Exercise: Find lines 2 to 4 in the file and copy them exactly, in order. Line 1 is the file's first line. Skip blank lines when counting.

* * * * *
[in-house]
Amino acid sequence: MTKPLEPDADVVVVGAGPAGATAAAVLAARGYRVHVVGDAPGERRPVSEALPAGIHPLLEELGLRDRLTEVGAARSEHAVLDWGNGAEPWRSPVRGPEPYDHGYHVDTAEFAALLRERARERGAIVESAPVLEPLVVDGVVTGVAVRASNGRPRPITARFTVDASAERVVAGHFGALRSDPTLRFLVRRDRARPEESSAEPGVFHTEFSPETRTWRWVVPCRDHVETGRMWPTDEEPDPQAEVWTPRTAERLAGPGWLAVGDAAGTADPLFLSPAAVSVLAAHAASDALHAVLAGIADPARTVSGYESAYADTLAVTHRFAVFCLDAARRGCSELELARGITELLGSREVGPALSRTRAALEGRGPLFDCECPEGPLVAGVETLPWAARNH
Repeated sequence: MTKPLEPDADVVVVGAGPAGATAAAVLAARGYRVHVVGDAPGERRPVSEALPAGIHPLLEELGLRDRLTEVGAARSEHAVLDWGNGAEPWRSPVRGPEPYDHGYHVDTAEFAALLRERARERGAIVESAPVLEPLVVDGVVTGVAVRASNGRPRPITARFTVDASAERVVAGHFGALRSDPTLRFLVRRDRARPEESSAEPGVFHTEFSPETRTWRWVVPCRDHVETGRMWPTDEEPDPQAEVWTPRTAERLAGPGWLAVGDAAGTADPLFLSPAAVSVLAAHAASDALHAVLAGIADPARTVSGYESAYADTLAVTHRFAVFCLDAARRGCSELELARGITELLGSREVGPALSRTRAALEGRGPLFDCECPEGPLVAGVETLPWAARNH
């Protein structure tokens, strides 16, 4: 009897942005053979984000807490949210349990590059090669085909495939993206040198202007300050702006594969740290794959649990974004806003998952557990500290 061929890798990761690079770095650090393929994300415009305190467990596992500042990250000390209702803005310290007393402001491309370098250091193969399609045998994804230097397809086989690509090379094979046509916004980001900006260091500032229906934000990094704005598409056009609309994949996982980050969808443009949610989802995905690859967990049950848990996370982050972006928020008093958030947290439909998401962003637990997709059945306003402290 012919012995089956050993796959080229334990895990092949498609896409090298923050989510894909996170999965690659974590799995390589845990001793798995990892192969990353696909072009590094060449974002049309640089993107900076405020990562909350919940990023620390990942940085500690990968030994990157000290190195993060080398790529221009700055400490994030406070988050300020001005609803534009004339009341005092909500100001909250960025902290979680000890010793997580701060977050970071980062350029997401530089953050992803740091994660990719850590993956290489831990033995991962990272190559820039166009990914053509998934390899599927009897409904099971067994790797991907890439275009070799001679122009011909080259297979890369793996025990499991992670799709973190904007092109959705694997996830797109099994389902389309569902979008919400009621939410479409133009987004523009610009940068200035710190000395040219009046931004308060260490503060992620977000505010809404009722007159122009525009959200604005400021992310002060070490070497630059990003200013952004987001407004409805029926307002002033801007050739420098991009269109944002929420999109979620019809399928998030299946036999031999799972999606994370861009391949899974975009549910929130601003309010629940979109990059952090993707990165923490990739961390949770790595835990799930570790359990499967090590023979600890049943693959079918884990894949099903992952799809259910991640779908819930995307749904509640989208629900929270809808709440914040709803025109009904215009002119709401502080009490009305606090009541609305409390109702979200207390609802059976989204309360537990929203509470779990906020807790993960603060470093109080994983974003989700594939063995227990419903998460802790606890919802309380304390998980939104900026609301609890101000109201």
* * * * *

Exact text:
Amino acid sequence: MTKPLEPDADVVVVGAGPAGATAAAVLAARGYRVHVVGDAPGERRPVSEALPAGIHPLLEELGLRDRLTEVGAARSEHAVLDWGNGAEPWRSPVRGPEPYDHGYHVDTAEFAALLRERARERGAIVESAPVLEPLVVDGVVTGVAVRASNGRPRPITARFTVDASAERVVAGHFGALRSDPTLRFLVRRDRARPEESSAEPGVFHTEFSPETRTWRWVVPCRDHVETGRMWPTDEEPDPQAEVWTPRTAERLAGPGWLAVGDAAGTADPLFLSPAAVSVLAAHAASDALHAVLAGIADPARTVSGYESAYADTLAVTHRFAVFCLDAARRGCSELELARGITELLGSREVGPALSRTRAALEGRGPLFDCECPEGPLVAGVETLPWAARNH
Repeated sequence: MTKPLEPDADVVVVGAGPAGATAAAVLAARGYRVHVVGDAPGERRPVSEALPAGIHPLLEELGLRDRLTEVGAARSEHAVLDWGNGAEPWRSPVRGPEPYDHGYHVDTAEFAALLRERARERGAIVESAPVLEPLVVDGVVTGVAVRASNGRPRPITARFTVDASAERVVAGHFGALRSDPTLRFLVRRDRARPEESSAEPGVFHTEFSPETRTWRWVVPCRDHVETGRMWPTDEEPDPQAEVWTPRTAERLAGPGWLAVGDAAGTADPLFLSPAAVSVLAAHAASDALHAVLAGIADPARTVSGYESAYADTLAVTHRFAVFCLDAARRGCSELELARGITELLGSREVGPALSRTRAALEGRGPLFDCECPEGPLVAGVETLPWAARNH
């Protein structure tokens, strides 16, 4: 009897942005053979984000807490949210349990590059090669085909495939993206040198202007300050702006594969740290794959649990974004806003998952557990500290 061929890798990761690079770095650090393929994300415009305190467990596992500042990250000390209702803005310290007393402001491309370098250091193969399609045998994804230097397809086989690509090379094979046509916004980001900006260091500032229906934000990094704005598409056009609309994949996982980050969808443009949610989802995905690859967990049950848990996370982050972006928020008093958030947290439909998401962003637990997709059945306003402290 012919012995089956050993796959080229334990895990092949498609896409090298923050989510894909996170999965690659974590799995390589845990001793798995990892192969990353696909072009590094060449974002049309640089993107900076405020990562909350919940990023620390990942940085500690990968030994990157000290190195993060080398790529221009700055400490994030406070988050300020001005609803534009004339009341005092909500100001909250960025902290979680000890010793997580701060977050970071980062350029997401530089953050992803740091994660990719850590993956290489831990033995991962990272190559820039166009990914053509998934390899599927009897409904099971067994790797991907890439275009070799001679122009011909080259297979890369793996025990499991992670799709973190904007092109959705694997996830797109099994389902389309569902979008919400009621939410479409133009987004523009610009940068200035710190000395040219009046931004308060260490503060992620977000505010809404009722007159122009525009959200604005400021992310002060070490070497630059990003200013952004987001407004409805029926307002002033801007050739420098991009269109944002929420999109979620019809399928998030299946036999031999799972999606994370861009391949899974975009549910929130601003309010629940979109990059952090993707990165923490990739961390949770790595835990799930570790359990499967090590023979600890049943693959079918884990894949099903992952799809259910991640779908819930995307749904509640989208629900929270809808709440914040709803025109009904215009002119709401502080009490009305606090009541609305409390109702979200207390609802059976989204309360537990929203509470779990906020807790993960603060470093109080994983974003989700594939063995227990419903998460802790606890919802309380304390998980939104900026609301609890101000109201």